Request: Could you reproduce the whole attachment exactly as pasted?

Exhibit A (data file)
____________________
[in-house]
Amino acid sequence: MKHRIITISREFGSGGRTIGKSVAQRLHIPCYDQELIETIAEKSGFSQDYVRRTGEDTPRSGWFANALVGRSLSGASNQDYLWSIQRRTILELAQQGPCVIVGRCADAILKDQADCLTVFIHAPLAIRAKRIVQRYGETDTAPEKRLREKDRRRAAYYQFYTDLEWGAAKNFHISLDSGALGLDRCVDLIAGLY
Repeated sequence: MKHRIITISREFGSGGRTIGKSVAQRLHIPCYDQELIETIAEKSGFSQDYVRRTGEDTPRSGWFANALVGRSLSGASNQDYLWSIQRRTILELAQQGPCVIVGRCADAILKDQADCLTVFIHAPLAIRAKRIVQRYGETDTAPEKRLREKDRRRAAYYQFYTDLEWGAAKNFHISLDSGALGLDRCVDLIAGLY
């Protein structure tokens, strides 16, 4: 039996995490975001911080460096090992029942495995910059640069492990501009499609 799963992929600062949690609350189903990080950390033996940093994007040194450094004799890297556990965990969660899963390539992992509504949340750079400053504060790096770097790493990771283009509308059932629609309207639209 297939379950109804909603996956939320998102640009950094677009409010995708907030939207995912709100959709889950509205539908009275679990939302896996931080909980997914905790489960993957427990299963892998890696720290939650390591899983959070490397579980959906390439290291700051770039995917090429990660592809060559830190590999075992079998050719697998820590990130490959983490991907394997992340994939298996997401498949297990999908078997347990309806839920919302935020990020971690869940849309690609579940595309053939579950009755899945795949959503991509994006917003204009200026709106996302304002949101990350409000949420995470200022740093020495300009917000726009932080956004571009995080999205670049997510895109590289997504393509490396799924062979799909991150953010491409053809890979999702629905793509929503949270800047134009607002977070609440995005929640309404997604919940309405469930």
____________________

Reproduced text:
[in-house]
Amino acid sequence: MKHRIITISREFGSGGRTIGKSVAQRLHIPCYDQELIETIAEKSGFSQDYVRRTGEDTPRSGWFANALVGRSLSGASNQDYLWSIQRRTILELAQQGPCVIVGRCADAILKDQADCLTVFIHAPLAIRAKRIVQRYGETDTAPEKRLREKDRRRAAYYQFYTDLEWGAAKNFHISLDSGALGLDRCVDLIAGLY
Repeated sequence: MKHRIITISREFGSGGRTIGKSVAQRLHIPCYDQELIETIAEKSGFSQDYVRRTGEDTPRSGWFANALVGRSLSGASNQDYLWSIQRRTILELAQQGPCVIVGRCADAILKDQADCLTVFIHAPLAIRAKRIVQRYGETDTAPEKRLREKDRRRAAYYQFYTDLEWGAAKNFHISLDSGALGLDRCVDLIAGLY
């Protein structure tokens, strides 16, 4: 039996995490975001911080460096090992029942495995910059640069492990501009499609 799963992929600062949690609350189903990080950390033996940093994007040194450094004799890297556990965990969660899963390539992992509504949340750079400053504060790096770097790493990771283009509308059932629609309207639209 297939379950109804909603996956939320998102640009950094677009409010995708907030939207995912709100959709889950509205539908009275679990939302896996931080909980997914905790489960993957427990299963892998890696720290939650390591899983959070490397579980959906390439290291700051770039995917090429990660592809060559830190590999075992079998050719697998820590990130490959983490991907394997992340994939298996997401498949297990999908078997347990309806839920919302935020990020971690869940849309690609579940595309053939579950009755899945795949959503991509994006917003204009200026709106996302304002949101990350409000949420995470200022740093020495300009917000726009932080956004571009995080999205670049997510895109590289997504393509490396799924062979799909991150953010491409053809890979999702629905793509929503949270800047134009607002977070609440995005929640309404997604919940309405469930």